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Danielle McGuire    

Award-Winning Author & Historian of Racial and Sexual Violence

Danielle McGuire is an award-winning author and historian of racial and sexual violence. Her first book, At the Dark End of the Street: Black Women, Rape and Resistance – a New History of the Civil Rights Movement from Rosa Parks to the Rise of Black Power won the Frederick Jackson Turner Award and the Lillian Smith Award. She is the editor with John Dittmer of Freedom Rights: New Perspectives on the Civil Rights Movement. She is currently at work on a book about the 1967 murder of three young black men in the Algiers Motel murders in Detroit which will be published by Knopf.

Her Journal of American History essay, “It was Like We Were All Raped: Sexualized Violence, Community Mobilization and the African American Freedom Struggle,” won the A. Elizabeth Taylor Prize for best essay in southern women’s history and was reprinted in the Best Essays in American History.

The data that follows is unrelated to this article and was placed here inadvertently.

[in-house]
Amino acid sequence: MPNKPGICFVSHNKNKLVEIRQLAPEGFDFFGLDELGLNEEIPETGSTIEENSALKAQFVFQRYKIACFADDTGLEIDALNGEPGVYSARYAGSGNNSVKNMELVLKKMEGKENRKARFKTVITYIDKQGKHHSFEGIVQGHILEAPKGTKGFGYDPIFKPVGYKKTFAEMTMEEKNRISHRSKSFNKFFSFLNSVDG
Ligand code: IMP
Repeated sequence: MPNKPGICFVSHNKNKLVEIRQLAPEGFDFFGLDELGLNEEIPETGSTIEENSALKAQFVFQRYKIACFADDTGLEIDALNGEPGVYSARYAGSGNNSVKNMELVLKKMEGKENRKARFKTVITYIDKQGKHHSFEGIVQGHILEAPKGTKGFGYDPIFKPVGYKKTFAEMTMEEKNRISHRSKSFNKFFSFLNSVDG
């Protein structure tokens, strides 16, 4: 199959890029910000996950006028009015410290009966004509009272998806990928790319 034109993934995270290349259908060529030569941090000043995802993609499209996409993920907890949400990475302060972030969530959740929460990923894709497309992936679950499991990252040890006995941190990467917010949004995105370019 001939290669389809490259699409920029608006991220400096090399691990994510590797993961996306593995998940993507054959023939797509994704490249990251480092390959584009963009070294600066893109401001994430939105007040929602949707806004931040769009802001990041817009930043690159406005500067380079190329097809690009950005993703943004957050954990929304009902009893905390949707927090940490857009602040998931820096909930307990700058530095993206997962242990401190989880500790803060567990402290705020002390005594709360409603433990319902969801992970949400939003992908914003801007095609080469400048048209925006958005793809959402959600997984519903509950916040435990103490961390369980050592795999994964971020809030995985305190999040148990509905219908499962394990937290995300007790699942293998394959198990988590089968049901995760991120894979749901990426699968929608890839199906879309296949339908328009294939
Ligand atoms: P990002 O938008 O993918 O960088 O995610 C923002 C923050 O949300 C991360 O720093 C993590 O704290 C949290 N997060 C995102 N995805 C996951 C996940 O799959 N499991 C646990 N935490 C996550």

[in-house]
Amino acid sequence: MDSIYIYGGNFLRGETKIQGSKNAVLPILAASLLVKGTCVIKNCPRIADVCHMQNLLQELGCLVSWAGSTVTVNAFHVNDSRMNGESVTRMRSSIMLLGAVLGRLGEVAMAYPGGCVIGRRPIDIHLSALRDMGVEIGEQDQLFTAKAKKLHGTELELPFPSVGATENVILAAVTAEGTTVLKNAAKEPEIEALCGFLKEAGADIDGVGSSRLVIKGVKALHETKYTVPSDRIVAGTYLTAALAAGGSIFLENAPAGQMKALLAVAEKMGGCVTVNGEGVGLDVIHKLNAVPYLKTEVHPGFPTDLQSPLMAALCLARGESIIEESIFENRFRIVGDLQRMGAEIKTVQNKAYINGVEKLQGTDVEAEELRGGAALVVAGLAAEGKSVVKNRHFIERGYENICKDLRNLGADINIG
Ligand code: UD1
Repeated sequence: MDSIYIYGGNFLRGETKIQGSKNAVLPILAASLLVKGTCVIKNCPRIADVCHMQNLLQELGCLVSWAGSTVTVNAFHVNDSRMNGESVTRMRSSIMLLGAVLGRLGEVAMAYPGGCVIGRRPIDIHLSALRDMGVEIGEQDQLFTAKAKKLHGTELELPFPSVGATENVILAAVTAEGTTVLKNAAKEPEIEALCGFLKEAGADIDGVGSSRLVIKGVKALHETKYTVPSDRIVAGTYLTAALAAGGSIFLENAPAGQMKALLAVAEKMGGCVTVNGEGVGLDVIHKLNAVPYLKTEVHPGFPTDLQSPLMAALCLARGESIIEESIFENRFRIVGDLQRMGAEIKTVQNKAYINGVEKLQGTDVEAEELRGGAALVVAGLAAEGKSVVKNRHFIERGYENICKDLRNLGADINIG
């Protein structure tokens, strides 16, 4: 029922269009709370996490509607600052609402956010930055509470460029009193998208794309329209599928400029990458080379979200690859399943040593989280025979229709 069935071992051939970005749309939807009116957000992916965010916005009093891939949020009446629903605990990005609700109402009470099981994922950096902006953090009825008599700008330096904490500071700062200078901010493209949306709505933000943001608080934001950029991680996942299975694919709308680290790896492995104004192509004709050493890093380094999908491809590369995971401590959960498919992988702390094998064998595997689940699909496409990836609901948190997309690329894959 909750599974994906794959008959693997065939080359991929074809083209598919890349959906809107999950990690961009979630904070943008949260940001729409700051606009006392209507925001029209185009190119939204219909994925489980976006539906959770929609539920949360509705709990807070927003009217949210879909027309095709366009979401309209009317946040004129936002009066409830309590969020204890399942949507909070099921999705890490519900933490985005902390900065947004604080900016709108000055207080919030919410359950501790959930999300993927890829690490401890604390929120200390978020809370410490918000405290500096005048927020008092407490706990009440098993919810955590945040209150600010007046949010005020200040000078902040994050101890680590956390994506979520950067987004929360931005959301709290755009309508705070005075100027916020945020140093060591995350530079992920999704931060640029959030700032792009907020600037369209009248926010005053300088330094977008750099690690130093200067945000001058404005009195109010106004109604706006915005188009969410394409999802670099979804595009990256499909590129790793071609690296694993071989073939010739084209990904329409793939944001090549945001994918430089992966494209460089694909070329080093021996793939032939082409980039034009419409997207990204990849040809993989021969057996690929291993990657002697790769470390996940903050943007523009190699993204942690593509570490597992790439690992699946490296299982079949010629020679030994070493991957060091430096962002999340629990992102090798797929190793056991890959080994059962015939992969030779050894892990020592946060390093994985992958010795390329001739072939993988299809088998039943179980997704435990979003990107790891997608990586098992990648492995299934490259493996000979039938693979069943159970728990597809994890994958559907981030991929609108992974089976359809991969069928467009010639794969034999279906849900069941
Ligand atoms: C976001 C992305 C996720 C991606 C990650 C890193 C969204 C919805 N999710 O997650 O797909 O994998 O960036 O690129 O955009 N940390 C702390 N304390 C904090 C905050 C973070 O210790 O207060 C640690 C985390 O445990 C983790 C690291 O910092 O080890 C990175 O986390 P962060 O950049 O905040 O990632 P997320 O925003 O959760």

McGuire earned a PhD from Rutgers University and an MA and BA from the University of Wisconsin, Madison. She is a Distinguished Lecturer for the Organization of American Historians and has appeared on National Public Radio, BookTV (CSPAN), CNN, MSNBC.com and dozens of local radio stations throughout the United States, South America and Canada. Her essays have appeared in the Journal of American History, the Journal of Civil and Human Rights, The Hollywood Reporter.com, CNN.com, the Huffington Post, TheGrio and TheRoot.

She lives with her husband, two children and a lhasa-poo in metro Detroit.

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